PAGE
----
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President Shimon Peres said on Tuesday that "if were are being fired upon we must hit back without hesitation and without compromise," referring to the ongoing Qassam rocket fire launched from the Gaza Strip to Israel.

Peres, who spoke at a conference for National Service volunteers from the kibbutz movement, reiterated that "we don't want to hurt innocent citizens, but we won't let our enemies hurt our citizens."

The president added that, "we cannot be satisfied only with talk. I trust the IDF, and even if complete solutions to the Qassam fire will take time, there is no doubt that the IDF will leave with the superior hand."

Peres harshly criticized Hamas leaders, maintaining that "Hamas leaders in Gaza must know that ultimately those hurt will be those who are breaking the [international] law themselves."

Referring to Tuesday's report that Hamas leaders went underground to escape IDF strikes, Peres said "don't be mistaken, Haniyeh went underground because he knows welll that he committed severe crimes against his people and against citizens, children, and women in Israel. He is not offering anything to Gaza residents except life in a tunnel of terror."

The president maintained that Israel must work to enlist positive public opinion internationally, and recognition of the events in Sdeot as crimes breaking international law. Peres called for solidarity with Sderot residents, and said, "when Osher Twito's leg was amputated, it was as if an entire generation's leg was amputated." He reiterated his support for Sderot residents' calls to reinforce the town and protect it from rocket fire, saying "I declare that Israel is wealthy enough to answer every security requirement and others for the needs of Sderot residents, and it is my intent to continue and pass along this message."

Barak: IDF to act with full force in Gaza in due timeDefense Minister Ehud Barak said Tuesday that the there are currently good reasons to hold off on a full-scale military operation in the Gaza Strip, but that it will come in due time.

On a visit to Turkey, Barak added that the government must act with level-headedness and responsibility, and not be subject to occasional whims.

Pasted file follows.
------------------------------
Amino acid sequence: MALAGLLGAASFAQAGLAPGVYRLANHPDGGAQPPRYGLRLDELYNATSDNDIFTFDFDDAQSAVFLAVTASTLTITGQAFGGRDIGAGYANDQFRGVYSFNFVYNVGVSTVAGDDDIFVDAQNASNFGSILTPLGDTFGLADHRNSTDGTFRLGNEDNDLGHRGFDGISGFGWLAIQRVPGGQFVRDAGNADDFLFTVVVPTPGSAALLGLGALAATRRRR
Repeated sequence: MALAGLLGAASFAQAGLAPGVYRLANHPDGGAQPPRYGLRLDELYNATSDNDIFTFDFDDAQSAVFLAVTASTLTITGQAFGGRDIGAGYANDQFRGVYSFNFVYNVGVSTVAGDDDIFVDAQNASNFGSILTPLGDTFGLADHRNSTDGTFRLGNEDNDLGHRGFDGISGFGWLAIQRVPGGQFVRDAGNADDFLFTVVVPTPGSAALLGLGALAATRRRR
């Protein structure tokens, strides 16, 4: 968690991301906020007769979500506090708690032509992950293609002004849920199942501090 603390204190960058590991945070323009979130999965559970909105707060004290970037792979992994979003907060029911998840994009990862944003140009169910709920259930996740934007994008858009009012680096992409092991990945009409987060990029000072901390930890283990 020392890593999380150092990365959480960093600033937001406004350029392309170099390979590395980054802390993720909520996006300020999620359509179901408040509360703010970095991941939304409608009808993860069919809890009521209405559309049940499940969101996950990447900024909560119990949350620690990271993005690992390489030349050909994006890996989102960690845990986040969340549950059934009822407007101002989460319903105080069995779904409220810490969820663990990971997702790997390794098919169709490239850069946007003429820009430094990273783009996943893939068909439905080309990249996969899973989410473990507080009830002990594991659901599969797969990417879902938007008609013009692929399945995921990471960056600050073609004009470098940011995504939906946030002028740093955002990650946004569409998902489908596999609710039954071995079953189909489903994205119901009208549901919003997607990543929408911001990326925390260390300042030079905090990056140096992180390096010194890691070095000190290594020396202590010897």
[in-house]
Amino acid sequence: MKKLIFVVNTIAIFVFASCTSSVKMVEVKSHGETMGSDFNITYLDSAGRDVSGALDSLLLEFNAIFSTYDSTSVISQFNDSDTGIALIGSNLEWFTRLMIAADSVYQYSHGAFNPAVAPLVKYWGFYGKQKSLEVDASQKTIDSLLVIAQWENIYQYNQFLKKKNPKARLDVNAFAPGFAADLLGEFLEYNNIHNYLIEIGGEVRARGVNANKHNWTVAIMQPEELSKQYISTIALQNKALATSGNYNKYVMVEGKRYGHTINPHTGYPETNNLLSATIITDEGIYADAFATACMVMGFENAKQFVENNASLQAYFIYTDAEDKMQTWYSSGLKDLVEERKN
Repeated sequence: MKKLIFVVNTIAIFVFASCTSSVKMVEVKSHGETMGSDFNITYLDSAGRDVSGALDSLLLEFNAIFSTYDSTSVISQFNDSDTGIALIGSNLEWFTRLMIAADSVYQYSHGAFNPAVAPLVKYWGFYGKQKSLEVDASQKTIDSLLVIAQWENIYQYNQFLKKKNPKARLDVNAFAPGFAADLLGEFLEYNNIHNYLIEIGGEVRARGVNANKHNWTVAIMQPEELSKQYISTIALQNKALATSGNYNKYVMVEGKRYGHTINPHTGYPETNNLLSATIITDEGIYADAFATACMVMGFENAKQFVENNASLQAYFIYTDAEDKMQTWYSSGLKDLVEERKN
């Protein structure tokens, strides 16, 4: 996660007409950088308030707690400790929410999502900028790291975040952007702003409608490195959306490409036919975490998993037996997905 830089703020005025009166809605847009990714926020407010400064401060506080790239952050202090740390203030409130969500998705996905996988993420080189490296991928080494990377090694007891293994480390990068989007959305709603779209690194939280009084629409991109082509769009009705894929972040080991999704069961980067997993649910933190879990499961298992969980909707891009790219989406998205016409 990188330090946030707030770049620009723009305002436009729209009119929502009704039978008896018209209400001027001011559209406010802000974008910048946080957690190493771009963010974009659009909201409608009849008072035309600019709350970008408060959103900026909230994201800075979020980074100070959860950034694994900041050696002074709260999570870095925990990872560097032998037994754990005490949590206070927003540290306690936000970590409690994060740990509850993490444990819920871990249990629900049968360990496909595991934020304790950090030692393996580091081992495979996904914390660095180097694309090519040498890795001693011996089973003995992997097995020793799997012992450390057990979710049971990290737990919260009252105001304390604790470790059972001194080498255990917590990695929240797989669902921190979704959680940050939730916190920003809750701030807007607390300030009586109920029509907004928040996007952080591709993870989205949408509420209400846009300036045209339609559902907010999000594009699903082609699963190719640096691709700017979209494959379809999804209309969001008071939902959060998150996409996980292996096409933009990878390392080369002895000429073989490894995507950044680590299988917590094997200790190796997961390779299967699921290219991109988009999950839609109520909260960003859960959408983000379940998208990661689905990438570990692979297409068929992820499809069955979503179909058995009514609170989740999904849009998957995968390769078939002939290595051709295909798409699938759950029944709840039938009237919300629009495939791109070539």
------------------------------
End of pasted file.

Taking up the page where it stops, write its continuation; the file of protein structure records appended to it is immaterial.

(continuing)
Barak criticized ministers who share their military suggestions with the media. "It's one thing when it's just journalists who are typing up their ideas, but the issue becomes dangerous when those with military experience name specific targets," he said. "These targets will simply disappear."

Hamas said Tuesday that Israel would fail to topple its rule in the Gaza Strip, a day after Barak said one of the goals of Israel's military operations in the Strip is to bring about the Hamas' demise in the Strip.

Sami Abu Zuhri, a Hamas spokesman, told a Hamas Web site that Israel would not succeed in bringing down Hamas.

"These comments ... confirm that the aim of the current aggression on Gaza isn't about security, it is political, and it aims to try destroy Hamas," said Hamas spokesman Sami Abu Zuhri in comments posted on the group's Web site. "But it's a failed war, and it will fail."

Laying out the general outline of Israel's plan of action in the Gaza Strip, Barak told the Knesset Foreign Affairs and Defense Committee on Monday that the first priority is to contain the Qassam rocket threat and the smuggling of arms and explosives from Sinai into the Gaza Strip, and then to destabilize Hamas' hold on the territory, possibly even bringing it down.

Barak, visiting Turkey on Tuesday, said that a full-scale military campaign against Hamas in the Gaza Strip would not take place right away."It won't happen right away. There are reasons why we are not acting with full force right now. It will happen when the time is right," Barak told reporters aboard his flight to Turkey.

On the operational level, Chief of Staff Gabi Ashkenazi said Monday at a conference of senior command officers that "the Israel Defense Forces is prepared and ready to deepen and broaden its activities in the Gaza Strip, in any way necessary, and in line with the [political] decisions that will be made."

This is contrary to information from sources at the Defense Ministry, who said that the army's preparations for an operation in the Strip are not yet complete, suggesting that such readiness will not be achieved for several months.

Much of the conference revolved around the situation in the Gaza Strip and the fighting there. Three senior officers expressed their frustration that the IDF is not providing sufficient security for the residents of Sderot who are under Qassam attacks.

Intelligence data presented at the conference showed that there has been a sharp increase in the amounts of weapons and explosives smuggled into the Strip during recent months.

The army is particularly concerned with the flow of arms through the Rafah crossing when Hamas toppled the wall there three weeks ago.

There are worries that Hamas has succeeded in importing relatively advanced missiles and anti-tank rockets that could make an IDF operation in the Gaza Strip more difficult.